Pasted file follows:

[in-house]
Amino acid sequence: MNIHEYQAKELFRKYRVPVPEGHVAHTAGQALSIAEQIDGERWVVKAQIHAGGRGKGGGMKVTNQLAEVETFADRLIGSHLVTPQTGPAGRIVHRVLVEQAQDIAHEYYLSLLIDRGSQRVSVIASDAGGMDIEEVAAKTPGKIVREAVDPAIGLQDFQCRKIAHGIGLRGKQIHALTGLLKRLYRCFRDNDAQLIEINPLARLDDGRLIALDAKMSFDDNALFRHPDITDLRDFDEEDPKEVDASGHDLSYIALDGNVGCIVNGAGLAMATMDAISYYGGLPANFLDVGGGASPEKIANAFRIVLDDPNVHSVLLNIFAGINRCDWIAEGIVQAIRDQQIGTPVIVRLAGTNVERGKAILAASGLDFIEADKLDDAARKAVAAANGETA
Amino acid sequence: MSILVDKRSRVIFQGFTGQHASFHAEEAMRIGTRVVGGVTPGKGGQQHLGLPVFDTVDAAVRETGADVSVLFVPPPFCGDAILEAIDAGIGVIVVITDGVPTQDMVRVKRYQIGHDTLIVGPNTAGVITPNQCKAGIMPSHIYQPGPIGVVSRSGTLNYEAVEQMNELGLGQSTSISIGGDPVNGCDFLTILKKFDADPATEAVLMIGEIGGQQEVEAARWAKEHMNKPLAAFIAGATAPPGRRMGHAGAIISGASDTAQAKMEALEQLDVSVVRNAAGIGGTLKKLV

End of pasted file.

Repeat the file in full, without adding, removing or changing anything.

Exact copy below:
[in-house]
Amino acid sequence: MNIHEYQAKELFRKYRVPVPEGHVAHTAGQALSIAEQIDGERWVVKAQIHAGGRGKGGGMKVTNQLAEVETFADRLIGSHLVTPQTGPAGRIVHRVLVEQAQDIAHEYYLSLLIDRGSQRVSVIASDAGGMDIEEVAAKTPGKIVREAVDPAIGLQDFQCRKIAHGIGLRGKQIHALTGLLKRLYRCFRDNDAQLIEINPLARLDDGRLIALDAKMSFDDNALFRHPDITDLRDFDEEDPKEVDASGHDLSYIALDGNVGCIVNGAGLAMATMDAISYYGGLPANFLDVGGGASPEKIANAFRIVLDDPNVHSVLLNIFAGINRCDWIAEGIVQAIRDQQIGTPVIVRLAGTNVERGKAILAASGLDFIEADKLDDAARKAVAAANGETA
Amino acid sequence: MSILVDKRSRVIFQGFTGQHASFHAEEAMRIGTRVVGGVTPGKGGQQHLGLPVFDTVDAAVRETGADVSVLFVPPPFCGDAILEAIDAGIGVIVVITDGVPTQDMVRVKRYQIGHDTLIVGPNTAGVITPNQCKAGIMPSHIYQPGPIGVVSRSGTLNYEAVEQMNELGLGQSTSISIGGDPVNGCDFLTILKKFDADPATEAVLMIGEIGGQQEVEAARWAKEHMNKPLAAFIAGATAPPGRRMGHAGAIISGASDTAQAKMEALEQLDVSVVRNAAGIGGTLKKLV